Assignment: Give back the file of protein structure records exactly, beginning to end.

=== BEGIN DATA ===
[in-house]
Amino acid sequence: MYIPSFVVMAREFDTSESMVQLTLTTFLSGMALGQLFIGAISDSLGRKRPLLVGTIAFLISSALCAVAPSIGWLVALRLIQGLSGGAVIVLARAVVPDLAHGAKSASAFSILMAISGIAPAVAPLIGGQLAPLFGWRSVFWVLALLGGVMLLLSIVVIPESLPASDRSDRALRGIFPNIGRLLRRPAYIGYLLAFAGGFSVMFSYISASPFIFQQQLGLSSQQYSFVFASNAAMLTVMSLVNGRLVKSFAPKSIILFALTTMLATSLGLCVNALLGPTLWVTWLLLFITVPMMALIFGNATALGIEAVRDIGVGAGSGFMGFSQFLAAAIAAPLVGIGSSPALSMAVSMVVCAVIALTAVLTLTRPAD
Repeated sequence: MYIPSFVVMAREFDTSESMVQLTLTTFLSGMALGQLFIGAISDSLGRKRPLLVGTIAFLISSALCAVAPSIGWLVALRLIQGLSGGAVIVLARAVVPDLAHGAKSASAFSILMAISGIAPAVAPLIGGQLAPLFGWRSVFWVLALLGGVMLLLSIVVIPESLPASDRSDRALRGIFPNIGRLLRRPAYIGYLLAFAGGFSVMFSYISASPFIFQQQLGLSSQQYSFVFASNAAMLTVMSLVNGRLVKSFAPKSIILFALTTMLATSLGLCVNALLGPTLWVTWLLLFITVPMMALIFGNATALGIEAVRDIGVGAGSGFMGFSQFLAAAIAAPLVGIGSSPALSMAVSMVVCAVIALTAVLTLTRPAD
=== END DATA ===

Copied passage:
[in-house]
Amino acid sequence: MYIPSFVVMAREFDTSESMVQLTLTTFLSGMALGQLFIGAISDSLGRKRPLLVGTIAFLISSALCAVAPSIGWLVALRLIQGLSGGAVIVLARAVVPDLAHGAKSASAFSILMAISGIAPAVAPLIGGQLAPLFGWRSVFWVLALLGGVMLLLSIVVIPESLPASDRSDRALRGIFPNIGRLLRRPAYIGYLLAFAGGFSVMFSYISASPFIFQQQLGLSSQQYSFVFASNAAMLTVMSLVNGRLVKSFAPKSIILFALTTMLATSLGLCVNALLGPTLWVTWLLLFITVPMMALIFGNATALGIEAVRDIGVGAGSGFMGFSQFLAAAIAAPLVGIGSSPALSMAVSMVVCAVIALTAVLTLTRPAD
Repeated sequence: MYIPSFVVMAREFDTSESMVQLTLTTFLSGMALGQLFIGAISDSLGRKRPLLVGTIAFLISSALCAVAPSIGWLVALRLIQGLSGGAVIVLARAVVPDLAHGAKSASAFSILMAISGIAPAVAPLIGGQLAPLFGWRSVFWVLALLGGVMLLLSIVVIPESLPASDRSDRALRGIFPNIGRLLRRPAYIGYLLAFAGGFSVMFSYISASPFIFQQQLGLSSQQYSFVFASNAAMLTVMSLVNGRLVKSFAPKSIILFALTTMLATSLGLCVNALLGPTLWVTWLLLFITVPMMALIFGNATALGIEAVRDIGVGAGSGFMGFSQFLAAAIAAPLVGIGSSPALSMAVSMVVCAVIALTAVLTLTRPAD